BISMARCK, N.D. (April 27, 2021) – On Friday, North Dakota Gov. Doug Burgum signed a bill into law creating a multi-layered mechanism to review some presidential executive orders and potentially end state cooperation with enforcement of those orders determined to violate rights under the U.S. Constitution. But due to layers of bureaucracy in the law, whether the process will actually be used remains to be seen.

A coalition of nine Republicans introduced House Bill 1164 (HB1164) on Jan. 8. The new law revises N.D. Cent. Code § 54-03-32 and requires the state attorney general to review any presidential executive order not affirmed by a Congressional vote on the recommendation of the Legislative Management.

Under the law, the state, its political subdivisions, and any publicly funded organization will be prohibited from implementing any executive order “if the attorney general issues an opinion that the executive order unconstitutionally restricts a person’s rights or has been found unconstitutional by a court of competent jurisdiction” and the EO relates to one of the following:

a. Pandemics or other health emergencies;
b. The regulation of natural resources, including coal and oil;
c. The regulation of the agriculture industry;
d. The use of land;
e. The regulation of the financial sector as it relates to environmental, social, or governance standards; or
f. The regulation of the constitutional right to keep and bear arms.

HB1164 took a winding path to passage. Initially, Republicans on a House committee neutered the bill so that North Dakota would enforce all executive orders unless a court tells them it is unconstitutional, which is exactly how things are today. The Senate restored the language prohibiting enforcement if the AG determines the EO is unconstitutional. The House did not concur with the amendment, sending HB1164 to a conference committee. The final language hammered out by the committee passed the House 80-12 and cleared the Senate 40-7. With Gov. Burgum’s signature, the law goes into effect Aug. 1.


The enactment of HB1164 creates a process to potentially push back against overreaching executive authority. Upon the AG’s determination that an EO violates a constitutional right, the state will be required to withdraw all resources and cease any cooperation with enforcement or implementation of the action. But in practice, the law will likely have very little if any effect.

In the first place, the law does not require an initial review of any executive order. The language says the Legislative Management “may review.” That leaves it to that body’s discretion. Even if it does initiate a review and send the EO off to the AG, the process then rests in the hands of a politically connected lawyer.

In the second place, this cumbersome review process isn’t even necessary. The legislature already had the authority to review executive orders and prohibit their implementation for any reason whatsoever. In fact, the legislature could simply pass a bill prohibiting state enforcement of specific types of executive orders without any lengthy and unwieldy constitutional review. The state has the right to direct its personnel and resources as it sees fit. It can prohibit the enforcement of federal laws or the implementation of federal programs for any reason at all. North Dakota could withdraw state resources from the enforcement of federal acts just because it’s Tuesday and there’s snow on the ground.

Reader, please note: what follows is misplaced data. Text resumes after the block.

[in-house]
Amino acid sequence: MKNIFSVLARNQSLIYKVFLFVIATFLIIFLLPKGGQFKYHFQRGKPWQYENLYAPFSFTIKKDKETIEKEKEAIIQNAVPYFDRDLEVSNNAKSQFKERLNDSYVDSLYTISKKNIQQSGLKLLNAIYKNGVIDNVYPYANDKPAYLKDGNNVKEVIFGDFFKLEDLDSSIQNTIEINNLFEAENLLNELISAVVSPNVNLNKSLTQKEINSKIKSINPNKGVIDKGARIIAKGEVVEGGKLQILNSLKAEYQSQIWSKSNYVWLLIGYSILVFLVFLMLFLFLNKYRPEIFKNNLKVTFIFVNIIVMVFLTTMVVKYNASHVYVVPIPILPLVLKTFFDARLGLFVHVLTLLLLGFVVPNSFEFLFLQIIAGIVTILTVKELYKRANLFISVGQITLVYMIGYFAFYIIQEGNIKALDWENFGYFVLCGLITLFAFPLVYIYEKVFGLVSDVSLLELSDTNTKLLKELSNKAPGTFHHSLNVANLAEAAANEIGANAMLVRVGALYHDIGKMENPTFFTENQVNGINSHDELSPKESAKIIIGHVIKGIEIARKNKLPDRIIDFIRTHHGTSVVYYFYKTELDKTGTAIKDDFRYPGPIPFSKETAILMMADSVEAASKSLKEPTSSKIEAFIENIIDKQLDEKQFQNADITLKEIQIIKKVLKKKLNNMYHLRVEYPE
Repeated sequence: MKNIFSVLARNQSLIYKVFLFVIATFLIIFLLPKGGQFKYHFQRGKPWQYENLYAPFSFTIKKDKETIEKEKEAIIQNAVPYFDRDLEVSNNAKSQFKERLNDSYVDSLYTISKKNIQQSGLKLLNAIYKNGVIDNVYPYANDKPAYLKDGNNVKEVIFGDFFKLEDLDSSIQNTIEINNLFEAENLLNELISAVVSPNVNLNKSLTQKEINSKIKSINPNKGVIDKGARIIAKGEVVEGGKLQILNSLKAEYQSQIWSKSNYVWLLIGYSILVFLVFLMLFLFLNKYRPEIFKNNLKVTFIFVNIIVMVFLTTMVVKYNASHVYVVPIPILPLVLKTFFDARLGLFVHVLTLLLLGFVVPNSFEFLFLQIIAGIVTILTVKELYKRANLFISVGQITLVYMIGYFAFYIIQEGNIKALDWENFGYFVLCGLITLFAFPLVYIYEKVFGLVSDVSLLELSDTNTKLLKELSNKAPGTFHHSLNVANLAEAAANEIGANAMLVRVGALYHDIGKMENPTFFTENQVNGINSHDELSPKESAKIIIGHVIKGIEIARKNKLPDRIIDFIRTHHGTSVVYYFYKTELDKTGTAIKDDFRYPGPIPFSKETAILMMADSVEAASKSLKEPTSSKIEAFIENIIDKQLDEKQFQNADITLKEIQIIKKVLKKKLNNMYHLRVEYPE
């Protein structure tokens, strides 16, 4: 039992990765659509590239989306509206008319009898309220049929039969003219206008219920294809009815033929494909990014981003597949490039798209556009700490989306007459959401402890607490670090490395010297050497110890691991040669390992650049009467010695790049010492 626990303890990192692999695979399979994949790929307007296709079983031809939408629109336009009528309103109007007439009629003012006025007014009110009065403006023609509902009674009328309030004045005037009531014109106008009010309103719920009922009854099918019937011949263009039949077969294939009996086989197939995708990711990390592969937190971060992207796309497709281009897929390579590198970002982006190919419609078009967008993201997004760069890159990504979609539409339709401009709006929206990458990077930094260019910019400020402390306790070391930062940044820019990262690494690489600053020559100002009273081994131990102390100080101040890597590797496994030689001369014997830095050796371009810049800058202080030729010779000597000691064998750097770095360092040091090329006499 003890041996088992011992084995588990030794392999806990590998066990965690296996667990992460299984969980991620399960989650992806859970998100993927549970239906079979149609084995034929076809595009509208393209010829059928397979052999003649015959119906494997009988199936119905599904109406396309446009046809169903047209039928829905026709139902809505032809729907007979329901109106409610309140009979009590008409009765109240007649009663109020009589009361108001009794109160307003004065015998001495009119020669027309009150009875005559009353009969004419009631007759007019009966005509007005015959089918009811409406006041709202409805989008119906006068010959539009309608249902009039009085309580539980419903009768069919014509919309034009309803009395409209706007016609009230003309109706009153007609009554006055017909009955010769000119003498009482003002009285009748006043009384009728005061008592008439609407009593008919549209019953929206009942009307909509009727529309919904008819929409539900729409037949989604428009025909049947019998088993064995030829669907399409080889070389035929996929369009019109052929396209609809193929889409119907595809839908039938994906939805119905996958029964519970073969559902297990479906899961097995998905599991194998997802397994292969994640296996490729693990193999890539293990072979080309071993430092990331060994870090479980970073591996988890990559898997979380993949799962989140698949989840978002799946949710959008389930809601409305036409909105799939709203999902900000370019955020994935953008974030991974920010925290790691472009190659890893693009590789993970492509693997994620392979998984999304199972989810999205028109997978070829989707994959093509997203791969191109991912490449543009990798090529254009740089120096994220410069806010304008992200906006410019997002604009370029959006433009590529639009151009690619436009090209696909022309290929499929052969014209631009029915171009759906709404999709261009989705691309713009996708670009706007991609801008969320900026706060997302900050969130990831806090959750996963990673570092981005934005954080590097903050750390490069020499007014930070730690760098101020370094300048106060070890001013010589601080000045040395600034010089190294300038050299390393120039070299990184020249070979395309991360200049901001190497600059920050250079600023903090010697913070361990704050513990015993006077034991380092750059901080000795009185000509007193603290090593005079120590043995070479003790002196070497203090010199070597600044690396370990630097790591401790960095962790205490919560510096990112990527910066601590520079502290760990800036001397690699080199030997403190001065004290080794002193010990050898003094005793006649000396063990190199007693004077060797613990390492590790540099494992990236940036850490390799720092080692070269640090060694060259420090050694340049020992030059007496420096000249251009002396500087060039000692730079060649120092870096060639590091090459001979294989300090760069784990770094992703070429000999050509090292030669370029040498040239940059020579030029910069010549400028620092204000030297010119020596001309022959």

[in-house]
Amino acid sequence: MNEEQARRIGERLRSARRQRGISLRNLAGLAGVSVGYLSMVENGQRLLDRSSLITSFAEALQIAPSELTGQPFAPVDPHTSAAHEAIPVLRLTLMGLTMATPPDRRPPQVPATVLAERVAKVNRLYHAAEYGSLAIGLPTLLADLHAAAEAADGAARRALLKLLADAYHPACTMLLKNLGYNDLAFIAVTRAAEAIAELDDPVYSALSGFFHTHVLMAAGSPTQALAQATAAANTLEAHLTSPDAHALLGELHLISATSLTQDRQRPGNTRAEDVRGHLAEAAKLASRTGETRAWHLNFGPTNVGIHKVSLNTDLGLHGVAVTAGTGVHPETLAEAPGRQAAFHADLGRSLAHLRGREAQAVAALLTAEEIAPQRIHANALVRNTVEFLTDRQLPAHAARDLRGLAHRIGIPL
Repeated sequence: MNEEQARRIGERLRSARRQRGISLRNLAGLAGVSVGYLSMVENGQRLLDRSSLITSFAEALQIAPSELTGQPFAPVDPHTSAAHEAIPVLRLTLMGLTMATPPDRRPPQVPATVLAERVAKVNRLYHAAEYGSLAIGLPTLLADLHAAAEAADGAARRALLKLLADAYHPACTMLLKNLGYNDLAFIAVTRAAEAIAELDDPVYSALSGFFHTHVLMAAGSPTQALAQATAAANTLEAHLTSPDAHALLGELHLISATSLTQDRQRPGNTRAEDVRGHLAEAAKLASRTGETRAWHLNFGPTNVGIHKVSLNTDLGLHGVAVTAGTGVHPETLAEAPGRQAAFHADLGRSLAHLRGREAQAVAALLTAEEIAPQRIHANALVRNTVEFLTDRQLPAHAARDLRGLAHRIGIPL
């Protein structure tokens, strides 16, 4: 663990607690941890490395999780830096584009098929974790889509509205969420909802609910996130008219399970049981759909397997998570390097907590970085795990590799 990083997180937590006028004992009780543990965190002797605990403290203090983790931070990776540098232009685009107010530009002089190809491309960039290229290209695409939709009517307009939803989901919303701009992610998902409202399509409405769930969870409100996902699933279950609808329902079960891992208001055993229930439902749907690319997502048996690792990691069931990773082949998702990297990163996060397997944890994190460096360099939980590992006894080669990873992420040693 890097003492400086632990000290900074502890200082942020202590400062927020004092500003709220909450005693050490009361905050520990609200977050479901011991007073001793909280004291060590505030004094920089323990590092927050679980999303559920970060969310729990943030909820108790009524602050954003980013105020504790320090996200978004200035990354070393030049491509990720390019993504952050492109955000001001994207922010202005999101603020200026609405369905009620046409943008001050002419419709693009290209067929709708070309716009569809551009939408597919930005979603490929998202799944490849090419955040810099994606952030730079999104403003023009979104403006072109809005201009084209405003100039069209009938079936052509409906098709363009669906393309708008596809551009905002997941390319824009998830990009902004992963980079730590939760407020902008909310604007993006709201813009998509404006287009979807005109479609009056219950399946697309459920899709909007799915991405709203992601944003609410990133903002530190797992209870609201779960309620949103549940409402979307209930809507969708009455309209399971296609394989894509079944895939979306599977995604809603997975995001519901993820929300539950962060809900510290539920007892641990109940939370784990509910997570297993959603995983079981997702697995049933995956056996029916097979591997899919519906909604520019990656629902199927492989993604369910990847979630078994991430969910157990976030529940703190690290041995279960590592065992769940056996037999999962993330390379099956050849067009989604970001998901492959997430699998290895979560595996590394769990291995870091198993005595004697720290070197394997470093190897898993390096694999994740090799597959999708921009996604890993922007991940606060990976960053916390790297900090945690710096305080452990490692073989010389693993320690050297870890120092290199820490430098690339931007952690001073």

The provisions prohibiting the state from enforcing or implementing certain federal acts rests on a well-established legal principle known as the anti-commandeering doctrine. Simply put, the federal government cannot force states to help implement or enforce any federal act or program – whether constitutional or not. The anti-commandeering doctrine is based primarily on five Supreme Court cases dating back to 1842. Printz v. U.S. serves as the cornerstone.

“We held in New York that Congress cannot compel the States to enact or enforce a federal regulatory program. Today we hold that Congress cannot circumvent that prohibition by conscripting the States’ officers directly. The Federal Government may neither issue directives requiring the States to address particular problems, nor command the States’ officers, or those of their political subdivisions, to administer or enforce a federal regulatory program. It matters not whether policy making is involved, and no case by case weighing of the burdens or benefits is necessary; such commands are fundamentally incompatible with our constitutional system of dual sovereignty.”

No determination of constitutionality is necessary to invoke the anti-commandeering doctrine. State and local governments can refuse to enforce federal laws or implement federal programs whether they are constitutional or not.


Based on James Madison’s advice for states and individuals in Federalist #46, a “refusal to cooperate with officers of the Union” provides an extremely effective method to render federal laws, effectively unenforceable because most enforcement actions rely on help, support and leadership from the states.

Fox News senior judicial analyst Judge Andrew Napolitano agreed this type of approach would be extremely effective. In a televised discussion on federal gun laws, he noted that a single state refusing to cooperate with enforcement would make federal gun laws “nearly impossible” to enforce.

The federal government relies heavily on state cooperation to implement and enforce almost all of its laws, regulations and acts. By simply withdrawing this necessary cooperation, states can nullify in effect many federal actions. As noted by the National Governor’s Association during the partial government shutdown of 2013, “states are partners with the federal government on most federal programs.”

Mike Maharrey

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